Energy prices are flat. Gasoline prices have fallen. What country is the Labor Department talking about? Certainly not the U.S. or New York or Alaska or many other parts of the country where gasoline prices are near or have surpassed $4 a gallon.
My colleague Bob Pisani has been explaining to viewers all morning that the Consumer Price Index last month showed a 2 percent decline in gasoline prices because the government looks at "seasonally adjusted" data. So how do should we reconcile this report with what we know we are paying to fill up our Honda Pilot? (That's $60 a pop at my local station in Westchester, NY).
Pisani says the actual increase in gasoline prices was 5.6 percent last month, but the government statistics indicate that gasoline tends to rise by 7.5% in April. Since prices rose less than that 5.6 percent, gasoline prices were reported down 2 percent on a seasonally-adjusted basis.
Make sense? Not really. I know the Labor Department was looking at the month of April, but in the last four weeks alone retail gasoline prices rose about 11 percent nationwide.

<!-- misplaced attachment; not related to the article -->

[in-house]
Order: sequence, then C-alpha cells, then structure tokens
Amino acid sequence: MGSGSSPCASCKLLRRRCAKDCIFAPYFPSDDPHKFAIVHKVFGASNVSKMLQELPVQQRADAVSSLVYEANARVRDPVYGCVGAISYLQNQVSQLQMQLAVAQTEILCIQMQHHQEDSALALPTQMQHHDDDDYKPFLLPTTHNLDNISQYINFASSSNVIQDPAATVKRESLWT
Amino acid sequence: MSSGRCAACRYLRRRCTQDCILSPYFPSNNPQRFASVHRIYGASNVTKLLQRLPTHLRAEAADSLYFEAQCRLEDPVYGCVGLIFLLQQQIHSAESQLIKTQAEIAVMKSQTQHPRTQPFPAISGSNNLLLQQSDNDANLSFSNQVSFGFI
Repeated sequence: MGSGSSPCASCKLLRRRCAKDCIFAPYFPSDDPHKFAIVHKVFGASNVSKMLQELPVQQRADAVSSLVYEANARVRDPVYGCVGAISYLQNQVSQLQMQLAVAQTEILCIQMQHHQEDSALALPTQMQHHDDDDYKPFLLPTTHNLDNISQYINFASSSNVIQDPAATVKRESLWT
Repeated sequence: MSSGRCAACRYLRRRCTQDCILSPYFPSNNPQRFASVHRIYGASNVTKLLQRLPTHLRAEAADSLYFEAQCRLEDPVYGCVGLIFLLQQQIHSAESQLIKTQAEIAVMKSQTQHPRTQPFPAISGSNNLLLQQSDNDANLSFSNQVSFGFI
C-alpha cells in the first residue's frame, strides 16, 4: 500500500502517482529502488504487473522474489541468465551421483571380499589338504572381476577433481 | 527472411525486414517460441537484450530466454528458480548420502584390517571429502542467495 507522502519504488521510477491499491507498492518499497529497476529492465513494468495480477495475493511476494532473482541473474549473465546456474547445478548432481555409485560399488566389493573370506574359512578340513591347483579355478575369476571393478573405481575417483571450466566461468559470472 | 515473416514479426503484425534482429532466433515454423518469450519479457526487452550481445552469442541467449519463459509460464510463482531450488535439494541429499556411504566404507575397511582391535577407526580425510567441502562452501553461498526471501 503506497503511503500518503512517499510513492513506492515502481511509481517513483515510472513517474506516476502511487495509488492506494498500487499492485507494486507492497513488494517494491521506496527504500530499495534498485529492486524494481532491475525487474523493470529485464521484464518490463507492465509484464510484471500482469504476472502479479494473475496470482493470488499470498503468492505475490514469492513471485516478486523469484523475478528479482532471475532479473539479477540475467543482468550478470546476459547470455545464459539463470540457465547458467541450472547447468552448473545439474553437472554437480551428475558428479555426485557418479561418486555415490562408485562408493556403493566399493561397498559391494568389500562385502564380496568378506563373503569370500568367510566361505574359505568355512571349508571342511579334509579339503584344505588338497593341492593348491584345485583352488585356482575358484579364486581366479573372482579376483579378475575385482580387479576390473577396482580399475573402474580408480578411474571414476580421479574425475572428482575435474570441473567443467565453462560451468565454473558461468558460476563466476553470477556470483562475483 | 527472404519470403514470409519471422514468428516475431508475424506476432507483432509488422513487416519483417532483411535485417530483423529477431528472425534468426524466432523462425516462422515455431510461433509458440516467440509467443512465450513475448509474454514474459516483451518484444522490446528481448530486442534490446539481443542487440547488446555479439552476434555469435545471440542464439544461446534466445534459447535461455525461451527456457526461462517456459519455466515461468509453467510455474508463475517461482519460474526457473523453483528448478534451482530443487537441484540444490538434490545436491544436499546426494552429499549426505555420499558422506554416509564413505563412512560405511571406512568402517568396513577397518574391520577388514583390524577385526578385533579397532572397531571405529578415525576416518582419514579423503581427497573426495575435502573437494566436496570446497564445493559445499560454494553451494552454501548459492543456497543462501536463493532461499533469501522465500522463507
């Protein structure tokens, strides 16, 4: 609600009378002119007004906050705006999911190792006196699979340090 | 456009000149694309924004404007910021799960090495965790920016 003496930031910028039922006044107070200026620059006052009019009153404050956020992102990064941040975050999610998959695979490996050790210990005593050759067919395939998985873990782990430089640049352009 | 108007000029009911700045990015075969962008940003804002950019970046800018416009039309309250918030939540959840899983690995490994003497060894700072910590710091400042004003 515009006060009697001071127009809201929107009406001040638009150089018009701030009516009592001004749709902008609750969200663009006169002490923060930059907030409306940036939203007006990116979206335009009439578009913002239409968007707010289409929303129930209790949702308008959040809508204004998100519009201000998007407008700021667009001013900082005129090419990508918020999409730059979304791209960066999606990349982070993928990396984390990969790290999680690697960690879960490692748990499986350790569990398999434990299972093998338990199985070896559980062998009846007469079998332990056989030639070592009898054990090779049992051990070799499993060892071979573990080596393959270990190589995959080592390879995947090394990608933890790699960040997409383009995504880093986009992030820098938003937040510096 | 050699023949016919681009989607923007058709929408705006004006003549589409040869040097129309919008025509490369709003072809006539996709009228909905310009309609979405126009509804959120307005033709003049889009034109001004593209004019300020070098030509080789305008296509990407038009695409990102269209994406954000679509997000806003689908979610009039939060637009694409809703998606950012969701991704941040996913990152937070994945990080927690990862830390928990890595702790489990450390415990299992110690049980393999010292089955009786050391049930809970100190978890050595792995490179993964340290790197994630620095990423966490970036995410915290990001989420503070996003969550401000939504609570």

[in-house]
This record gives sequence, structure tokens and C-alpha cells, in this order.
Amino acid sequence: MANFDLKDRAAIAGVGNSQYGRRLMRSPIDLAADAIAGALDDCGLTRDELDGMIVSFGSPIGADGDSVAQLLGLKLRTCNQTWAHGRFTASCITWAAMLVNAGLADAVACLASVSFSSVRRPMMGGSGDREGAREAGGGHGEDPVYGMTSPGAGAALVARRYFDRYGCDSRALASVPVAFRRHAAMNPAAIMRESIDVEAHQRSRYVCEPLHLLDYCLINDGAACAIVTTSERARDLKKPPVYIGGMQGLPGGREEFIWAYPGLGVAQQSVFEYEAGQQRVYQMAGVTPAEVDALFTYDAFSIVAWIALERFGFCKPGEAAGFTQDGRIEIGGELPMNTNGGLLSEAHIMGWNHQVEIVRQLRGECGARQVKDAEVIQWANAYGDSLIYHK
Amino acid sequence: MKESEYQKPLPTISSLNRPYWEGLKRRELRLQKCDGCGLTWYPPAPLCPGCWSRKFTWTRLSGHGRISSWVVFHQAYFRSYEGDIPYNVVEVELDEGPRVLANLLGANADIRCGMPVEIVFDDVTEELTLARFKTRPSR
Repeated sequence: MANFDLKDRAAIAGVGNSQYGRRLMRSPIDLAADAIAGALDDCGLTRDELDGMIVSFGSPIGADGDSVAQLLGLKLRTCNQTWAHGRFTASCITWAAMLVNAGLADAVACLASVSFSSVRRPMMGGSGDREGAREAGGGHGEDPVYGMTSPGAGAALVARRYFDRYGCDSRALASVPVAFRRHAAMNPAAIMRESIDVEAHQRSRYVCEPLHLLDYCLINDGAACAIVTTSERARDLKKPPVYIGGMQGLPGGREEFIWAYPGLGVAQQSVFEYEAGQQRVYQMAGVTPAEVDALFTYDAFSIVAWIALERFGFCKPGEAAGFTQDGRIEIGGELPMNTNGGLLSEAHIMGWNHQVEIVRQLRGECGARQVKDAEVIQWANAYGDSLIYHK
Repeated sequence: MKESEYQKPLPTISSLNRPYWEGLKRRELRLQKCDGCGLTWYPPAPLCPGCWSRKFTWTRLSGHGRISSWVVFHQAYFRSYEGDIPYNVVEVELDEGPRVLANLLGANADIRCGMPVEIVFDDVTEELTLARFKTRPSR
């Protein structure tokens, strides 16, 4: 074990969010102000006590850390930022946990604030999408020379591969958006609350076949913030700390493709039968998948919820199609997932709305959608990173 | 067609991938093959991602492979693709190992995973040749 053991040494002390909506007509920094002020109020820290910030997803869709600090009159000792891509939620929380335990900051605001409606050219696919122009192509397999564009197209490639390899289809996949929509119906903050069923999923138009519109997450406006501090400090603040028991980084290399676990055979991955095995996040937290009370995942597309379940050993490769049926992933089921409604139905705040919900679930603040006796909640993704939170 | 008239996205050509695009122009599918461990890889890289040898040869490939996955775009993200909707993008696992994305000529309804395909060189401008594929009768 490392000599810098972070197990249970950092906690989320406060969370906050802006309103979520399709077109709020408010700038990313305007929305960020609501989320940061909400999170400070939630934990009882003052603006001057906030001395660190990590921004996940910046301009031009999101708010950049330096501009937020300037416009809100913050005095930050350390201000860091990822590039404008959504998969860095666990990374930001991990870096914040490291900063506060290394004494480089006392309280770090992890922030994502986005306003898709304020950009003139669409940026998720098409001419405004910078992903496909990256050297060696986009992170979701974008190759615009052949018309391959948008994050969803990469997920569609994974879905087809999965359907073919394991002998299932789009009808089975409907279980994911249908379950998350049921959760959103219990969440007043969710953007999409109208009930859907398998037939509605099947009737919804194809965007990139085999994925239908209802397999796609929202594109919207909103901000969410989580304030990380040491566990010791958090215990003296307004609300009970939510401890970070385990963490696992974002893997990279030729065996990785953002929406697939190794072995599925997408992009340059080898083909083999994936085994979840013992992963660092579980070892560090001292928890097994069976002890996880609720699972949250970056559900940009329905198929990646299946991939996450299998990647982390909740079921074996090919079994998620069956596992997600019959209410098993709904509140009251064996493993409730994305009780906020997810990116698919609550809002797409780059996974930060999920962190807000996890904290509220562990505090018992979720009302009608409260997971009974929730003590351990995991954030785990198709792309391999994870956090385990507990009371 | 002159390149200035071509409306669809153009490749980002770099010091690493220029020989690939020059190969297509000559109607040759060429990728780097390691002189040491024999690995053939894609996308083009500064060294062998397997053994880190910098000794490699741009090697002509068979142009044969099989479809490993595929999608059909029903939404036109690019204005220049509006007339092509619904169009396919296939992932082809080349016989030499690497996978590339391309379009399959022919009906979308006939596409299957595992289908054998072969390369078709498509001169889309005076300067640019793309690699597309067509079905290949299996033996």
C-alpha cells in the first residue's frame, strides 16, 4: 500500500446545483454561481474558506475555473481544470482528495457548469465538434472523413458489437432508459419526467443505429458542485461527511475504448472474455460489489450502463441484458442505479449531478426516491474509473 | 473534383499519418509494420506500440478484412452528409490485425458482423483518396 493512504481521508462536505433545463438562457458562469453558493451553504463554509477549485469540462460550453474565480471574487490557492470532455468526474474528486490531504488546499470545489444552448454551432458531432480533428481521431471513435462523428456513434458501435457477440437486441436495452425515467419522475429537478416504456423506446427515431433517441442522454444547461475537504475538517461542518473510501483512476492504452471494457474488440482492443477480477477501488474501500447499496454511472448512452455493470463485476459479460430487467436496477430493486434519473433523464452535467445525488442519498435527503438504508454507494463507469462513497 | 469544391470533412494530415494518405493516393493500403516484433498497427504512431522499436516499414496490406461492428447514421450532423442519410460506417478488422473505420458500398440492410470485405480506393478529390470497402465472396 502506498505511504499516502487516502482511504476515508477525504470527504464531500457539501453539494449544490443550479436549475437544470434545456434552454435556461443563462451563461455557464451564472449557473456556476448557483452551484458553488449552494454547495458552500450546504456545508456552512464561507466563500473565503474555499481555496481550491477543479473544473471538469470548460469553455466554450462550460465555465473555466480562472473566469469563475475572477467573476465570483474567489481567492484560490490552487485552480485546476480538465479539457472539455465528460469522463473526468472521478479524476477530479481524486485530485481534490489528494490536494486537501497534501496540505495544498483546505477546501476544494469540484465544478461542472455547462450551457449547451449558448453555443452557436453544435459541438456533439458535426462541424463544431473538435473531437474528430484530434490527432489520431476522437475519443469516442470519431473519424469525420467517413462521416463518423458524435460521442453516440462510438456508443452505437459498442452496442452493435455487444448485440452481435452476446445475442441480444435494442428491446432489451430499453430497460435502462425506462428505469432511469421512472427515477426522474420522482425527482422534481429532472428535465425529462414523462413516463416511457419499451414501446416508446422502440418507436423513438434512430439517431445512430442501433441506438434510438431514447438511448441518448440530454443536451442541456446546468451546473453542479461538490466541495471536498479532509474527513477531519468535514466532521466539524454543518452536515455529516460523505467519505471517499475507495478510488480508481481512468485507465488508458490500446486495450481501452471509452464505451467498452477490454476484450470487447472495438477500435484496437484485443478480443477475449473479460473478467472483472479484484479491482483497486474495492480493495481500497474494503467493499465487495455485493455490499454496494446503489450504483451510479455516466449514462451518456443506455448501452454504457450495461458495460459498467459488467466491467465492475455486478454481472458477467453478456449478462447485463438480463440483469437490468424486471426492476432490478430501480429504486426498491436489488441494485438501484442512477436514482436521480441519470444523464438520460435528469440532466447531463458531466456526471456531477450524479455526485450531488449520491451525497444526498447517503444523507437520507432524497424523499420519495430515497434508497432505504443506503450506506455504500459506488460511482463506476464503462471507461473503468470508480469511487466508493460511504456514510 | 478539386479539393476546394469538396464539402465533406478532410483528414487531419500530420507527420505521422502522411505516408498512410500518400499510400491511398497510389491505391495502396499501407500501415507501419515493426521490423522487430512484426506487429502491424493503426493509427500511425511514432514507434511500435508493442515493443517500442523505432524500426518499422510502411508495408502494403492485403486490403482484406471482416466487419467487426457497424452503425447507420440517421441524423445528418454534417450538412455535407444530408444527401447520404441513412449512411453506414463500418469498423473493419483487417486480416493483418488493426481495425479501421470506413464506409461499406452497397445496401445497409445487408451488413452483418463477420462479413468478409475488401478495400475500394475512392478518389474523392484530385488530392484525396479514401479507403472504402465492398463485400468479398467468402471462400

The national average for regular unleaded gasoline hit another record today of $3.76/gallon, according to AAA. Many stations in this country have regular grade priced at $4 or more--and Alaska has become the first state where the state-wide average for regular gasoline s over $4/gallon.
What's bad for consumers is even worse for truckers or those who want to cruise around in a $50,000 Mercedes E320-CDI, one of the few diesel-powered luxury sedans.
The statewide average for retail diesel now tops $4.50/gallon in 11 states--mostly in the Northeast. Thanks to the run-up in heating oil and wholesale diesel prices, Tom Kloza, chief oil analyst at OPIS, says the national average for diesel prices could easily eclipse that $4.50 mark in the next few days.
Questions? Comments? email@example.com